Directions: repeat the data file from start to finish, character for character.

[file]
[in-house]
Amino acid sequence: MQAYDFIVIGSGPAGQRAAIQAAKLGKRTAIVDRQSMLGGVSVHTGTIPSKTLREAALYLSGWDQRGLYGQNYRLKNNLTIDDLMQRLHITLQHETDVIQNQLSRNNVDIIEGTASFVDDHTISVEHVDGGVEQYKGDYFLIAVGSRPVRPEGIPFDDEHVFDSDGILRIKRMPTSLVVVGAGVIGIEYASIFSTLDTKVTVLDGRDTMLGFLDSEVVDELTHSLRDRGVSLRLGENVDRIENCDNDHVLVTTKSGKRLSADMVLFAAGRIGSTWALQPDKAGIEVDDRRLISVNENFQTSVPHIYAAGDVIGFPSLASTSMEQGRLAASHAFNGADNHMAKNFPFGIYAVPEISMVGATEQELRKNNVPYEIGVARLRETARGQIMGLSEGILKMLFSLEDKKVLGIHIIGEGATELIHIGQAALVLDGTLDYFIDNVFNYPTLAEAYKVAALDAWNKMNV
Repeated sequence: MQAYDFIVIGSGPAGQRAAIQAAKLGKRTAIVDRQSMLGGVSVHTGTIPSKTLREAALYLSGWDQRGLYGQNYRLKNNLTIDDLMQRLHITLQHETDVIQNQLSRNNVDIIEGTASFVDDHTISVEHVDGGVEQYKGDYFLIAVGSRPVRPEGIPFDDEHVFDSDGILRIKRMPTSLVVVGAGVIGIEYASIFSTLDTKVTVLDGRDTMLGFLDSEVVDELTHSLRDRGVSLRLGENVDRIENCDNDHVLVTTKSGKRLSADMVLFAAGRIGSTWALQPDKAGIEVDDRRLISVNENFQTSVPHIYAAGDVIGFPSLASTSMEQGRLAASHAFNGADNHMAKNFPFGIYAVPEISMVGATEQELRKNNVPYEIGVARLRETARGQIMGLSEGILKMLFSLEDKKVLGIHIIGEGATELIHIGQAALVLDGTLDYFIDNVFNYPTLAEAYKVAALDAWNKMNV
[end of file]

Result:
[in-house]
Amino acid sequence: MQAYDFIVIGSGPAGQRAAIQAAKLGKRTAIVDRQSMLGGVSVHTGTIPSKTLREAALYLSGWDQRGLYGQNYRLKNNLTIDDLMQRLHITLQHETDVIQNQLSRNNVDIIEGTASFVDDHTISVEHVDGGVEQYKGDYFLIAVGSRPVRPEGIPFDDEHVFDSDGILRIKRMPTSLVVVGAGVIGIEYASIFSTLDTKVTVLDGRDTMLGFLDSEVVDELTHSLRDRGVSLRLGENVDRIENCDNDHVLVTTKSGKRLSADMVLFAAGRIGSTWALQPDKAGIEVDDRRLISVNENFQTSVPHIYAAGDVIGFPSLASTSMEQGRLAASHAFNGADNHMAKNFPFGIYAVPEISMVGATEQELRKNNVPYEIGVARLRETARGQIMGLSEGILKMLFSLEDKKVLGIHIIGEGATELIHIGQAALVLDGTLDYFIDNVFNYPTLAEAYKVAALDAWNKMNV
Repeated sequence: MQAYDFIVIGSGPAGQRAAIQAAKLGKRTAIVDRQSMLGGVSVHTGTIPSKTLREAALYLSGWDQRGLYGQNYRLKNNLTIDDLMQRLHITLQHETDVIQNQLSRNNVDIIEGTASFVDDHTISVEHVDGGVEQYKGDYFLIAVGSRPVRPEGIPFDDEHVFDSDGILRIKRMPTSLVVVGAGVIGIEYASIFSTLDTKVTVLDGRDTMLGFLDSEVVDELTHSLRDRGVSLRLGENVDRIENCDNDHVLVTTKSGKRLSADMVLFAAGRIGSTWALQPDKAGIEVDDRRLISVNENFQTSVPHIYAAGDVIGFPSLASTSMEQGRLAASHAFNGADNHMAKNFPFGIYAVPEISMVGATEQELRKNNVPYEIGVARLRETARGQIMGLSEGILKMLFSLEDKKVLGIHIIGEGATELIHIGQAALVLDGTLDYFIDNVFNYPTLAEAYKVAALDAWNKMNV